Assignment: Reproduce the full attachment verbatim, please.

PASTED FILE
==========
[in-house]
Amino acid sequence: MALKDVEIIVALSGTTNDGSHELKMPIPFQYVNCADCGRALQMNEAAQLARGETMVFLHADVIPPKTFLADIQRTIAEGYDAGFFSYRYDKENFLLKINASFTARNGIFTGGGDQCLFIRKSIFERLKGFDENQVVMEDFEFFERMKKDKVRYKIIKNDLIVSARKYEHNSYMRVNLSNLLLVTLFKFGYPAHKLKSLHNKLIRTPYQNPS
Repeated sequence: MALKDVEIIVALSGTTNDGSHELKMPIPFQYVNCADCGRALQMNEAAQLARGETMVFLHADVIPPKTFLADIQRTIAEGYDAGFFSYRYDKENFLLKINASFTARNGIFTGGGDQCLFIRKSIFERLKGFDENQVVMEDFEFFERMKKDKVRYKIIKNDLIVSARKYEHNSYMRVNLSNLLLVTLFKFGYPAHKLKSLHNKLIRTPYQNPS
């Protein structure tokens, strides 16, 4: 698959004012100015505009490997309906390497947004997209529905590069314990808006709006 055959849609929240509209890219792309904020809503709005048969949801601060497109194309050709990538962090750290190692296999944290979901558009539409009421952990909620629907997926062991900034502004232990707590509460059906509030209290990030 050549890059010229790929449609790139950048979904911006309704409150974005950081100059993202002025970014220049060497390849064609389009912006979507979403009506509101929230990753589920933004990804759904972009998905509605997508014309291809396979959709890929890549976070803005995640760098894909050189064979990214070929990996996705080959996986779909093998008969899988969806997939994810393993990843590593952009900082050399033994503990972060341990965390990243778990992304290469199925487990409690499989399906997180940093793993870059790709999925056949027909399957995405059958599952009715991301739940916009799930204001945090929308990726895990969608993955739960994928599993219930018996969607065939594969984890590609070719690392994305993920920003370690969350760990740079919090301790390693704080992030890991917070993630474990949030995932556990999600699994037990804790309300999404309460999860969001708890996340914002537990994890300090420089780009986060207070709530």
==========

[in-house]
Amino acid sequence: MALKDVEIIVALSGTTNDGSHELKMPIPFQYVNCADCGRALQMNEAAQLARGETMVFLHADVIPPKTFLADIQRTIAEGYDAGFFSYRYDKENFLLKINASFTARNGIFTGGGDQCLFIRKSIFERLKGFDENQVVMEDFEFFERMKKDKVRYKIIKNDLIVSARKYEHNSYMRVNLSNLLLVTLFKFGYPAHKLKSLHNKLIRTPYQNPS
Repeated sequence: MALKDVEIIVALSGTTNDGSHELKMPIPFQYVNCADCGRALQMNEAAQLARGETMVFLHADVIPPKTFLADIQRTIAEGYDAGFFSYRYDKENFLLKINASFTARNGIFTGGGDQCLFIRKSIFERLKGFDENQVVMEDFEFFERMKKDKVRYKIIKNDLIVSARKYEHNSYMRVNLSNLLLVTLFKFGYPAHKLKSLHNKLIRTPYQNPS
């Protein structure tokens, strides 16, 4: 698959004012100015505009490997309906390497947004997209529905590069314990808006709006 055959849609929240509209890219792309904020809503709005048969949801601060497109194309050709990538962090750290190692296999944290979901558009539409009421952990909620629907997926062991900034502004232990707590509460059906509030209290990030 050549890059010229790929449609790139950048979904911006309704409150974005950081100059993202002025970014220049060497390849064609389009912006979507979403009506509101929230990753589920933004990804759904972009998905509605997508014309291809396979959709890929890549976070803005995640760098894909050189064979990214070929990996996705080959996986779909093998008969899988969806997939994810393993990843590593952009900082050399033994503990972060341990965390990243778990992304290469199925487990409690499989399906997180940093793993870059790709999925056949027909399957995405059958599952009715991301739940916009799930204001945090929308990726895990969608993955739960994928599993219930018996969607065939594969984890590609070719690392994305993920920003370690969350760990740079919090301790390693704080992030890991917070993630474990949030995932556990999600699994037990804790309300999404309460999860969001708890996340914002537990994890300090420089780009986060207070709530």